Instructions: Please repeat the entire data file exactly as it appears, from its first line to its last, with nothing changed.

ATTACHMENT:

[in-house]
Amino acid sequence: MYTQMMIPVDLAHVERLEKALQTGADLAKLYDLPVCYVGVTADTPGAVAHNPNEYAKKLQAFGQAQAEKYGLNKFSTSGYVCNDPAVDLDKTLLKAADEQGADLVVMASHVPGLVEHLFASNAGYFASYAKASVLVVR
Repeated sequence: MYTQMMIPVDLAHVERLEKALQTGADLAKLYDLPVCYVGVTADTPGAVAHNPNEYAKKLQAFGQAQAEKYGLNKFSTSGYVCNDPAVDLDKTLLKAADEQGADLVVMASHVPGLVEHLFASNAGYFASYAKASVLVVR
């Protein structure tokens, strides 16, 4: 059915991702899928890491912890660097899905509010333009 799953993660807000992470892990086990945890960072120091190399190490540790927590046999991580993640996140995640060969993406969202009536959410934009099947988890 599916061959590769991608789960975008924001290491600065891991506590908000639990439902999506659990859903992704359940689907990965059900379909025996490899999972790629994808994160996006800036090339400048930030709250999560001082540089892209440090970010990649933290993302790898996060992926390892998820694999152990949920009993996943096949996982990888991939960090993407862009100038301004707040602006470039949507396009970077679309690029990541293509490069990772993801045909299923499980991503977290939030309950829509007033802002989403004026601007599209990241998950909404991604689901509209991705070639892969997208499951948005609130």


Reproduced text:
[in-house]
Amino acid sequence: MYTQMMIPVDLAHVERLEKALQTGADLAKLYDLPVCYVGVTADTPGAVAHNPNEYAKKLQAFGQAQAEKYGLNKFSTSGYVCNDPAVDLDKTLLKAADEQGADLVVMASHVPGLVEHLFASNAGYFASYAKASVLVVR
Repeated sequence: MYTQMMIPVDLAHVERLEKALQTGADLAKLYDLPVCYVGVTADTPGAVAHNPNEYAKKLQAFGQAQAEKYGLNKFSTSGYVCNDPAVDLDKTLLKAADEQGADLVVMASHVPGLVEHLFASNAGYFASYAKASVLVVR
């Protein structure tokens, strides 16, 4: 059915991702899928890491912890660097899905509010333009 799953993660807000992470892990086990945890960072120091190399190490540790927590046999991580993640996140995640060969993406969202009536959410934009099947988890 599916061959590769991608789960975008924001290491600065891991506590908000639990439902999506659990859903992704359940689907990965059900379909025996490899999972790629994808994160996006800036090339400048930030709250999560001082540089892209440090970010990649933290993302790898996060992926390892998820694999152990949920009993996943096949996982990888991939960090993407862009100038301004707040602006470039949507396009970077679309690029990541293509490069990772993801045909299923499980991503977290939030309950829509007033802002989403004026601007599209990241998950909404991604689901509209991705070639892969997208499951948005609130």